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Brainstem auditory evoked potentials and cochlear microphonics in the HMSN family with auditory neuropathy.

  • Author(s): Butinar, D
  • Starr, A
  • Vatovec, J
  • et al.
Creative Commons Attribution 4.0 International Public License
Abstract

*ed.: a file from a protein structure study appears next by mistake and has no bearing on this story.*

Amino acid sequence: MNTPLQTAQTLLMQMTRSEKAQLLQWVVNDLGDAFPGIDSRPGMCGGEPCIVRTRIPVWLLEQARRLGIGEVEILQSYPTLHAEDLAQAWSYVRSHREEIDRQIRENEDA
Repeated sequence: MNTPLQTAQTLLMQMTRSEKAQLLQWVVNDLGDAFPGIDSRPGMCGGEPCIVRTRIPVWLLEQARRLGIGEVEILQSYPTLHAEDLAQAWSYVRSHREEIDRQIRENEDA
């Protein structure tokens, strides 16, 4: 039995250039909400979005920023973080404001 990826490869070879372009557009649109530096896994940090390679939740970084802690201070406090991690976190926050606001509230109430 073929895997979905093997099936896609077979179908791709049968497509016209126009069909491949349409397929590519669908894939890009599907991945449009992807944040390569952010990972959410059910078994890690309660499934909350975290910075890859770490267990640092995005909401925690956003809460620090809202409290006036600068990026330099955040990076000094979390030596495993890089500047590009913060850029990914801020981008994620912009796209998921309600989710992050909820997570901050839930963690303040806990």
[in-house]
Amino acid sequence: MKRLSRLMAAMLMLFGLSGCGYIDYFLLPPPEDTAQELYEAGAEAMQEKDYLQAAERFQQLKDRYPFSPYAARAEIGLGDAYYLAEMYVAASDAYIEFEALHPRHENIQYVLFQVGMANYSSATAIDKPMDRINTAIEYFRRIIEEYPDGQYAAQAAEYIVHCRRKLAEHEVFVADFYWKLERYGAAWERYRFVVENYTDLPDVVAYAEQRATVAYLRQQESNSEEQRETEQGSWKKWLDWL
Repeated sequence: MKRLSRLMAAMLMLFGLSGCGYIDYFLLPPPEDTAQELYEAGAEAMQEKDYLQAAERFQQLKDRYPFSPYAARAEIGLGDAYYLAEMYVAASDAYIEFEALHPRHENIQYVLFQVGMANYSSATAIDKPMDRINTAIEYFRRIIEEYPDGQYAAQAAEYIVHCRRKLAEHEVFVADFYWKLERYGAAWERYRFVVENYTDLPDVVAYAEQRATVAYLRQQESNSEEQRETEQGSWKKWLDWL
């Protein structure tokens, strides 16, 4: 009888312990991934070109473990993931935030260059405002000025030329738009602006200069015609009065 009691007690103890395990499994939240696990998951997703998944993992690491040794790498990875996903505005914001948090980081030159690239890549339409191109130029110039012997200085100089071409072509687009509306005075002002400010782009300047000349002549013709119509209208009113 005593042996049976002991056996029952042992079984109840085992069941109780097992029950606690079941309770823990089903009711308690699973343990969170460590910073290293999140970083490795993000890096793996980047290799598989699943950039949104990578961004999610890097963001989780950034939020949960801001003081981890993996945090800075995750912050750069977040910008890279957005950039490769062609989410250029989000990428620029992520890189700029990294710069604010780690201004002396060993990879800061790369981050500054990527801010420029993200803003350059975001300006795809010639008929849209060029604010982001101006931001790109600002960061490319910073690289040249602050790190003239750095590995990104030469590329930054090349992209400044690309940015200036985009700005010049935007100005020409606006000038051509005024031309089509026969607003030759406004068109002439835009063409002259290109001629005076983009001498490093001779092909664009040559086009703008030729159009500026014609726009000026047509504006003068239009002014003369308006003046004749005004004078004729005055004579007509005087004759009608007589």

UNLABELLED: The aim of this work was to assess the hearing impairment in patients with hereditary motor and sensory neuropathy (HMSN). Elevation of pure tone thresholds in the presence of preserved inner ear function as suggested by cochlear microphonics (CM), absent or markedly abnormal brainstem auditory evoked potentials (BAEP), and elevation of speech perception out of proportion to the pure tone loss were found in the patients. From 28 members of a Gypsy family, we examined two siblings aged 31 and 30 years and their nephew aged 20 years, all suffering from HMSN that was associated with auditory neuropathy. All three affected members with difficulty of understanding speech had following investigations: pure tone and speech audiograms, BAEP, cochlear microphonics, and nerve conduction studies (NCV). RESULTS: the older two siblings had a flat 80 dB audiogram, whereas the younger one has flat 20 dB audiogram on the Lt. ear and 30 dB audiogram on the Rt. ear. All had no speech comprehension and no BAEP. Two patients had preserved cochlear microphonics on one ear. Peripheral nerves were electrically not elicitable, however, at the beginning of the disease nerve conduction was slow. CONCLUSION: in all three affected members with distinct clinical picture of HMSN their hearing impairment was proved to be due to severe auditory neuropathy in the presence of preserved inner ear function.

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